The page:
He's the most exciting pacer in Australia. And by the end of the year Expensive Ego could be the best as well. The still slightly goofy four-year-old continued his stunning rapid rise to the top when toyed with his rivals in the $210,000 Group 1 Australian Gold final at Melton on Saturday night. It was redemption, having returned to Melton where everything went wrong for him in the Group 1 4YO Bonanza in late January. But that seems a long time ago with Expensive Ego since scoring a monstrous Chariots Of Fire win, running a fantastic second in the Miracle Mile and now coasting to his Aussie Gold triumph. “We weren’t here to break records or run times, just get the job done and he did it easily,” driver Luke McCarthy said. Expensive Ego worked his way to the front and coasted to a 9.5m win over Pacifico Dream and Mach Dan in a 1min52.1sec mile rate for 1720m. “He’s still getting better this horse. He’s learning and is becoming a pleasure to drive,” McCarthy said. Now he gets a little freshen-up before heading to Queensland for a clash with Kiwi superstars Copy That and Krug in the new $250,000 Group 1 The Rising Sun at Albion Park. Expensive Ego’s nine starts this season have netted six wins, two seconds and $418,390. “He’s got it all. He’s so strong, but he come off a sit as well. You saw what he did in the Miracle Mile,” McCarthy said. “If stays sound, he could be the next horse to be scared of.” Expensive Ego headlined a big night for Luke and Belinda McCarthy, who also welcomed high-class veteran Alta Orlando back into the winner’s circle at Menangle. Alta Orlando, driven by Jack Callaghan, led then took a sit on the classy Ignatius before coming off his back then holding off in-form mare Rubies For Tash to win in a blazing 1min53.6sec mile rate for 2300m. It was the nine-year-old’s 19th career win and edged him past $820,000 in earnings. Team McCarthy went close to winning with another of their former classy Kiwi pacers when Star Galleria ran a mighty second in the Golden Reign free-for-all at Melton behind Victoria’s buzz pacer General Dodge. Star Galleria did all the work outside the leader, hit the front on straightening and was only nabbed late by General Dodge, who trailed the leader and used the sprint lane. They went a slick 1min55.6sec mile rate for 2240m and ripped home in 55sec and 26.7sec.   Adam Hamilton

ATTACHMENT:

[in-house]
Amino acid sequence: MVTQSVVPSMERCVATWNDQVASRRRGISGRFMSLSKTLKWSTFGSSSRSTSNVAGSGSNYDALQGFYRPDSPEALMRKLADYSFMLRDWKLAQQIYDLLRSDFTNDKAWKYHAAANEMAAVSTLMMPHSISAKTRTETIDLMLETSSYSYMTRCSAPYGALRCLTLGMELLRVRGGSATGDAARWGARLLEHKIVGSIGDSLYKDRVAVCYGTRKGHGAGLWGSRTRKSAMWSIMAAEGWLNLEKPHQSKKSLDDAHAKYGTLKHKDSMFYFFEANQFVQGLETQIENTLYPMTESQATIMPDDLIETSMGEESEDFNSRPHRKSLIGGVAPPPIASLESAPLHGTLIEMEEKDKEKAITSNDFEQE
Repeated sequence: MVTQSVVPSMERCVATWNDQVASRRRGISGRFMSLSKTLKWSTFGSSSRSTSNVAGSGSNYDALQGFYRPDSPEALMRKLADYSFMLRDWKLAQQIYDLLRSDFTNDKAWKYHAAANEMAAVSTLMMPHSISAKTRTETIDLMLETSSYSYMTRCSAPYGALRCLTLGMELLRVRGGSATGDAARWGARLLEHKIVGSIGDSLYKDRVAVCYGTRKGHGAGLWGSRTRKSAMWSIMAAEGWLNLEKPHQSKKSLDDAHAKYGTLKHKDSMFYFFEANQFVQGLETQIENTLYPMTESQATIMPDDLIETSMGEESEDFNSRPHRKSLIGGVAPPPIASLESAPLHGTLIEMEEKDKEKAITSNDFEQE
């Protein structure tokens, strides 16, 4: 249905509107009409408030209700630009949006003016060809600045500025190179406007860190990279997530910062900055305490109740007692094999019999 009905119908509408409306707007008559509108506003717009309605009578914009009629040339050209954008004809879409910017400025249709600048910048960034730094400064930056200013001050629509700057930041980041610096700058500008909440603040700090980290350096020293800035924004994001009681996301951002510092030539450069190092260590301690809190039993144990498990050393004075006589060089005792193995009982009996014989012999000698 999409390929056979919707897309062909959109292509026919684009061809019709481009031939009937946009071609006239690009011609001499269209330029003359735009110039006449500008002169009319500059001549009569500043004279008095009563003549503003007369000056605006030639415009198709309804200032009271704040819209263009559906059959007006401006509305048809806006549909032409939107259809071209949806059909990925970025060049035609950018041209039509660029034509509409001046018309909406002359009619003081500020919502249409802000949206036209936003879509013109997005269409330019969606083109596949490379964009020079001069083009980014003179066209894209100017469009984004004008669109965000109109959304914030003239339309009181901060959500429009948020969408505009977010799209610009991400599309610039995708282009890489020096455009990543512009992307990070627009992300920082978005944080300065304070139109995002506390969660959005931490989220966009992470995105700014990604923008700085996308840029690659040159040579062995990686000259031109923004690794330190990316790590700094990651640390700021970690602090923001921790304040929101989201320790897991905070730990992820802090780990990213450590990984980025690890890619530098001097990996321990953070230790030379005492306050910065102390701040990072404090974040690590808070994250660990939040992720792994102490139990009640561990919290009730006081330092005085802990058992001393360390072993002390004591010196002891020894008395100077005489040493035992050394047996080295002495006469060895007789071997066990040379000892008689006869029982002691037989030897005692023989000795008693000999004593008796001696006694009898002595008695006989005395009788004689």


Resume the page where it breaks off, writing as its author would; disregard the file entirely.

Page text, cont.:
Hopefully the barrier draw hasn’t robbed us of an epic $200,000 Group 1 WA Derby at Gloucester Park on Friday night. The build-up has been superb with Lavra Joe in one corner, Jumpingjackmac in another and then potential blowout contenders headed by Mighty Ronaldo. The marbles seemingly couldn’t have fallen worse for Lavra Joe, who goes into the Derby with seven wins and a massive second from his eight starts this season. He’s drawn inside the back row. In contrast, Gary Hall Sr’s emerging Jumpingjackmac gained a huge advantage with gate four, which should see him work forward and find the lead. Mighty Ronaldo also drew ideally in gate two. Lavra Joe is so good and mighty strong, but it looks an enormous ask to overcome the draw. His masterful driver Chris Lewis firstly has to decide whether to push through at the start and hope for luck or, more likely, snag right back and get into clear air. Jumpingjackmac’s draw has seen him installed a commanding $1.40 favourite. ____________________________________________________________________________________________ A kind barrier has tightened Expensive Ego’s grip on Australian Gold 4YO final favouritism at Melton on Saturday night. Team McCarthy’s Chariots Of Fire winner is a $1.30 from gate four, while his two key rivals have drawn worse: Mach Dan (gate nine) and Pacifico Dream (six). In the 4YO mares’ final, much-travelled Queenslander Pelosi holds all the aces from gate three in a surprisingly weak race for the $210,000 purse. The highlight of the night could be the Golden Reign free-for-all where untapped, but injury-plagued Victorian pacer General Dodge has to overcome a wide draw (gate seven) and strong opposition. General Dodge returned from 14 months out with a sparkling Geelong win on April 17, taking his record to 13 wins from just 18 starts. He’s only raced three times since mid-2018. This is much harder than Geelong with Team McCarthy bringing down the classy former Star Galleria (gate 10) and former NSW Derby winner Max Delight (eight) also in the field. ____________________________________________________________________________________________ Aussie fans could get their last glimpse of Ignatius at Menangle on Saturday night. The Tassie-owned star could head to North America to continue his career with trainer Noel Daley, but it’s pending a suitable flight. Ignatius finished a luckless seventh in the Miracle Mile and has brilliantly won both starts since. This week he stretches to the 2300m in the free-for-all and takes on some quality from Team McCarthy in Balraj (gate two) and Alta Orlando (eight). There’s a strong trotting flavour to the Menangle card as well with the Group 2 NSW Trotters’ Oaks and Group 3 La Coocaracha for open-aged trotting mares. The Oaks looks open, but Brent Lilley’s former Kiwi Queen Elida is favourie from gate two ahead of another Kiwi-bred Lady In The Sky (one) for Amanda Grieve. The value could be Anthony Butt and Sonya Smith’s Ima Cherished Stride (gate three), who galloped while leading and looking the winner at her latest run.   Adam Hamilton